FLC molecules are usually monomers or dimers, but higher polymeric forms frequently occur [181][182][183][73][185]. These act as multi-antigenic targets in immunoprecipitation assays, accelerating the formation of aggregates and leading to over-estimation of antigen concentrations (Figure 7.6). This occurs in some patients with nonsecretory multiple myeloma (NSMM) who have undetectable concentrations of sFLCs by IFE but can have high concentrations by nephelometry (Chapter 16).

In order to determine the effect of polymerisation on Freelite quantification, FLC monomers, dimers and polymers were purified from myeloma sera and concentrations compared with total protein measurements. It was apparent that purified dimers were over-estimated by 1.5-fold and higher polymers by 1.5- to 3.5-fold [186]. In a study by Émond et al. [183] greater than 7-fold over-estimation was observed in two samples (when compared with CZE) in association with polymers of up to 200 kDa.

An additional factor to consider is that SPE tests can underestimate FLC concentrations. Variable polymerisation may cause smearing of monoclonal bands on the gels so that only a proportion of the monoclonal protein is measured [186]. FLCs also take up less protein stain than albumin so their concentration is underestimated by scanning densitometry. It is likely that a combination of these factors causes the disparities between nephelometry and electrophoresis that are seen with the sera of some patients.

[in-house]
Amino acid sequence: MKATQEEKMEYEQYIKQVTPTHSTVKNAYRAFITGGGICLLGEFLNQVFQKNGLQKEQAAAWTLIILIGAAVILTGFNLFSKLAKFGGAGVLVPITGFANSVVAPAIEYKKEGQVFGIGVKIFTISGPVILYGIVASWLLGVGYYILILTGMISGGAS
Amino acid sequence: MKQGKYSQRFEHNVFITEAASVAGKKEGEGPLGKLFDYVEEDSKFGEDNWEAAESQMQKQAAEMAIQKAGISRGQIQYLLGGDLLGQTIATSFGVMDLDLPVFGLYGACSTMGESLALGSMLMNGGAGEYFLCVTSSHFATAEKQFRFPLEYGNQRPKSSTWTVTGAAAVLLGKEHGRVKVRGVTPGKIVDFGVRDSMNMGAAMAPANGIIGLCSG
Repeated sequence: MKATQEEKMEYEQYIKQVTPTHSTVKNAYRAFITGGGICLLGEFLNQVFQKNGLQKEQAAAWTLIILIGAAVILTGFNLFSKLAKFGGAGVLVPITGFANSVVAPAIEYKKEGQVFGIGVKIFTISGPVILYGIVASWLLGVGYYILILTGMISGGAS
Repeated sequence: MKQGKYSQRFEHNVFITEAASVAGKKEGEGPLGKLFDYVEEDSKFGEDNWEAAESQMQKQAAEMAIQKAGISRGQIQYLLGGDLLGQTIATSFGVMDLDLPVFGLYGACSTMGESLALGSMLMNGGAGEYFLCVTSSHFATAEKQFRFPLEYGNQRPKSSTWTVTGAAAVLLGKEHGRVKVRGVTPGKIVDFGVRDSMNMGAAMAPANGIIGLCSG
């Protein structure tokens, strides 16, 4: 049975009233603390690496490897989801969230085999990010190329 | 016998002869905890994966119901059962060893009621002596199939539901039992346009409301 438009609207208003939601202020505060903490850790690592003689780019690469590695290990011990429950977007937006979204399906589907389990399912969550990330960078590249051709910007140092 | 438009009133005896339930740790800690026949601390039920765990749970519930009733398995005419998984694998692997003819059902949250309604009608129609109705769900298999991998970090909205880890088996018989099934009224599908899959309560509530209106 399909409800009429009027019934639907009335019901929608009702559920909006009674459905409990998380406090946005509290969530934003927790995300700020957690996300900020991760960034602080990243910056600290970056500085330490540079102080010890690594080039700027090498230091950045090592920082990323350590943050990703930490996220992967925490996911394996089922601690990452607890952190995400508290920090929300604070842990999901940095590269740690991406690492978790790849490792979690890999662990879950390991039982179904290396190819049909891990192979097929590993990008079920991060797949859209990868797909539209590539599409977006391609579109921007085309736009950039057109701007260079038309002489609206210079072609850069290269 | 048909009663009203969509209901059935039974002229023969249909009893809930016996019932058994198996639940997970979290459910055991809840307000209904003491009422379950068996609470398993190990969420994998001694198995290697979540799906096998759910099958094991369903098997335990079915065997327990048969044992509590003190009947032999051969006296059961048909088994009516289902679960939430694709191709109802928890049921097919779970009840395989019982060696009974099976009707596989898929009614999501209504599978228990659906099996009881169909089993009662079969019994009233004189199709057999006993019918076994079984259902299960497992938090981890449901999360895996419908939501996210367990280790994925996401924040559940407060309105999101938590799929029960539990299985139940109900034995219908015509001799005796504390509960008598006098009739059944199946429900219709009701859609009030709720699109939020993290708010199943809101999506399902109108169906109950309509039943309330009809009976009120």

Whatever the explanation for the unexpectedly high results for samples containing polymerised sFLCs, it is important to note: 1) never try to disrupt polymers, treat as a normal sample; and 2) sFLC polymers are consistently produced so sFLC results provide valuable monitoring information and should be reported. In a patient with high sFLC results, if the patient responds to treatment the sFLC concentrations will reduce and the κ/λ sFLC ratio will eventually normalise in patients who achieve a stringent complete response (Chapter 25).